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Environmental health perspectives

Aldrin and dieldrin: a review of research on their production, environmental deposition and fate, bioaccumulation, toxicology, and epidemiology in the United States.


PMID 11250811

Abstract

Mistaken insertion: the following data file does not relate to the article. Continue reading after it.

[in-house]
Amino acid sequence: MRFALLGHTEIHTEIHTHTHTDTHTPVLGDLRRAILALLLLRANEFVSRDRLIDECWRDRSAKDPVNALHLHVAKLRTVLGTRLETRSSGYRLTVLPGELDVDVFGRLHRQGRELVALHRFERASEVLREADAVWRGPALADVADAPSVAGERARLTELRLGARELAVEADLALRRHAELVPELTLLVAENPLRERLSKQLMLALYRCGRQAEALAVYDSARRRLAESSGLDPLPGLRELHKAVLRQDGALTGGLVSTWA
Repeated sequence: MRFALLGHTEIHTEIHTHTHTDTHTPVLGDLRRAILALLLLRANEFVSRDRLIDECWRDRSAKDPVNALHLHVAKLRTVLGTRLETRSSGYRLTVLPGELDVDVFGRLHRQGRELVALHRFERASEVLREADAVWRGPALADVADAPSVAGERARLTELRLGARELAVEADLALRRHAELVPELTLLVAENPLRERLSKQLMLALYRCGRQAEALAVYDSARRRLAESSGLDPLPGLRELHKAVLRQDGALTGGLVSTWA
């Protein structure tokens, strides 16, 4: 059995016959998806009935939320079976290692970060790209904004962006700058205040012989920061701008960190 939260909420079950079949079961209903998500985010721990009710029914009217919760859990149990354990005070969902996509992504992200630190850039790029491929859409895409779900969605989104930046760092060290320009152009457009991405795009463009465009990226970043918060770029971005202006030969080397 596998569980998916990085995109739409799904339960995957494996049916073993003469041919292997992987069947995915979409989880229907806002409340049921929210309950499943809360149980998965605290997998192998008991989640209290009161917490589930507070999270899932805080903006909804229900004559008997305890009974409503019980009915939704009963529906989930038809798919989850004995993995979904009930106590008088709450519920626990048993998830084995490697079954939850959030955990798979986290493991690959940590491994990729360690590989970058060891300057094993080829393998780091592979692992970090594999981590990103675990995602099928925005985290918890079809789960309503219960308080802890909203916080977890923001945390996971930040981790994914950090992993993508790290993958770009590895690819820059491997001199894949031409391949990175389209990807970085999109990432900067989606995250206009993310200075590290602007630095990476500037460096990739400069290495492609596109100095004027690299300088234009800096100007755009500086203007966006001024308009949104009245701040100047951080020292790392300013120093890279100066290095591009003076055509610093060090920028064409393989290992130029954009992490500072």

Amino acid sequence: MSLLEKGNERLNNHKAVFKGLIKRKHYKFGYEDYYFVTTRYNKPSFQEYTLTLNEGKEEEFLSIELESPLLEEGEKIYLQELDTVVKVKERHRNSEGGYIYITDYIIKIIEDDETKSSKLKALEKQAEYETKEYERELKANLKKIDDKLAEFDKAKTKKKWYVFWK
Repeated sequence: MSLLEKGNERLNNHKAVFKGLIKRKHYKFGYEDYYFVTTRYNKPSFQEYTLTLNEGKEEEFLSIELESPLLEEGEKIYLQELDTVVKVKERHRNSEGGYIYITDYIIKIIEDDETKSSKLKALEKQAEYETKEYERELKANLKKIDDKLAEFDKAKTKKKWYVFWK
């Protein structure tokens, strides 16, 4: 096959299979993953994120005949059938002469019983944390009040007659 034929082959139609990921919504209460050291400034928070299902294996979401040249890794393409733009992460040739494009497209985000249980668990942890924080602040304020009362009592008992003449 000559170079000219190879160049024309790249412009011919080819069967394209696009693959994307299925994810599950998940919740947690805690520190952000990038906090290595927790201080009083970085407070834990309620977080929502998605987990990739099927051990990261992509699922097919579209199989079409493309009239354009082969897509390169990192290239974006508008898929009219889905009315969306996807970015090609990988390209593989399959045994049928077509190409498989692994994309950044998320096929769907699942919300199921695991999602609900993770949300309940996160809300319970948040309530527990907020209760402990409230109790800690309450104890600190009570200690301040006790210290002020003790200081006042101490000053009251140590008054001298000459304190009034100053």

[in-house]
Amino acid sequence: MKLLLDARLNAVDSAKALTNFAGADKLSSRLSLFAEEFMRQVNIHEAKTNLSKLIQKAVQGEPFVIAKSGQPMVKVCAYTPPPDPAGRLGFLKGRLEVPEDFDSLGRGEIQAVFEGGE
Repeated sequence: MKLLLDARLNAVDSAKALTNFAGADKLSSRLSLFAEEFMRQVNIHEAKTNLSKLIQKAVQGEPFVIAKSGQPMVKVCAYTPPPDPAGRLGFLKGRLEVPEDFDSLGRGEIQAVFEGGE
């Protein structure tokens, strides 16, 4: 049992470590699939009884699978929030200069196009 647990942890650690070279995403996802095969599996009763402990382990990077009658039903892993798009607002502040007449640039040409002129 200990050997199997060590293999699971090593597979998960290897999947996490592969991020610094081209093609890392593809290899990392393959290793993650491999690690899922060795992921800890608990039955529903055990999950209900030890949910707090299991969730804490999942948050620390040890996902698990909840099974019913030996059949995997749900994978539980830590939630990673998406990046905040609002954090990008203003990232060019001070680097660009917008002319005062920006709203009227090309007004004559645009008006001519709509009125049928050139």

In the last decade four international agreements have focused on a group of chemical substances known as persistent organic pollutants (POPs). Global agreement on the reduction and eventual elimination of these substances by banning their production and trade is a long-term goal. Negotiations for these agreements have focused on the need to correlate data from scientists working on soil and water sampling and air pollution monitoring. Toxicologists and epidemiologists have focused on wildlife and human health effects and understanding patterns of disease requires better access to these data. In the last 20 years, substantial databases have been created and now are becoming available on the Internet. This review is a detailed examination of 2 of the 12 POPs, aldrin and dieldrin, and how scientific groups identify and measure their effects. It draws on research findings from a variety of environmental monitoring networks in the United States. An overview of the ecologic and health effects of aldrin and dieldrin provides examples of how to streamline some of the programs and improve access to mutually useful scientific data. The research groups are located in many government departments, universities, and private organizations. Identifying databases can provide an "information accelerator" useful to a larger audience and can help build better plant and animal research models across scientific fields.